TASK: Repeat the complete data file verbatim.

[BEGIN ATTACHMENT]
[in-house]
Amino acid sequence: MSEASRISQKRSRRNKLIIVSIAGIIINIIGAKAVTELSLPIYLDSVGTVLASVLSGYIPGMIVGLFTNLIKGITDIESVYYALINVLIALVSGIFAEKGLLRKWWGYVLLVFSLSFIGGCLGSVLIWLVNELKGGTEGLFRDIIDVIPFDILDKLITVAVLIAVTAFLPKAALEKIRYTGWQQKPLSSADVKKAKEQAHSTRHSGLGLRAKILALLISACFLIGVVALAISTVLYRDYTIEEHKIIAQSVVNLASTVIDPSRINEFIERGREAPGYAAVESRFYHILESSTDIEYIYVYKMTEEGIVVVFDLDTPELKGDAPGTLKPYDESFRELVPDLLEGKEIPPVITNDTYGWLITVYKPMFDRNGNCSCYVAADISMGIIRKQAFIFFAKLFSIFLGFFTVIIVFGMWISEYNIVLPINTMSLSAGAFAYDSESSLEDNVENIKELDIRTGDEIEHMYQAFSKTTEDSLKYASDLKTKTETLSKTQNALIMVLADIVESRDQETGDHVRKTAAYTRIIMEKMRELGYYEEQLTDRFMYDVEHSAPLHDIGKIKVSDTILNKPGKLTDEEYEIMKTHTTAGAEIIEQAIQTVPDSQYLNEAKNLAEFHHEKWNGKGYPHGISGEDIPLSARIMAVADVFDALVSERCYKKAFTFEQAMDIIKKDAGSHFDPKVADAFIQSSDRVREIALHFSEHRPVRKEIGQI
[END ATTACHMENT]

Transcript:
[in-house]
Amino acid sequence: MSEASRISQKRSRRNKLIIVSIAGIIINIIGAKAVTELSLPIYLDSVGTVLASVLSGYIPGMIVGLFTNLIKGITDIESVYYALINVLIALVSGIFAEKGLLRKWWGYVLLVFSLSFIGGCLGSVLIWLVNELKGGTEGLFRDIIDVIPFDILDKLITVAVLIAVTAFLPKAALEKIRYTGWQQKPLSSADVKKAKEQAHSTRHSGLGLRAKILALLISACFLIGVVALAISTVLYRDYTIEEHKIIAQSVVNLASTVIDPSRINEFIERGREAPGYAAVESRFYHILESSTDIEYIYVYKMTEEGIVVVFDLDTPELKGDAPGTLKPYDESFRELVPDLLEGKEIPPVITNDTYGWLITVYKPMFDRNGNCSCYVAADISMGIIRKQAFIFFAKLFSIFLGFFTVIIVFGMWISEYNIVLPINTMSLSAGAFAYDSESSLEDNVENIKELDIRTGDEIEHMYQAFSKTTEDSLKYASDLKTKTETLSKTQNALIMVLADIVESRDQETGDHVRKTAAYTRIIMEKMRELGYYEEQLTDRFMYDVEHSAPLHDIGKIKVSDTILNKPGKLTDEEYEIMKTHTTAGAEIIEQAIQTVPDSQYLNEAKNLAEFHHEKWNGKGYPHGISGEDIPLSARIMAVADVFDALVSERCYKKAFTFEQAMDIIKKDAGSHFDPKVADAFIQSSDRVREIALHFSEHRPVRKEIGQI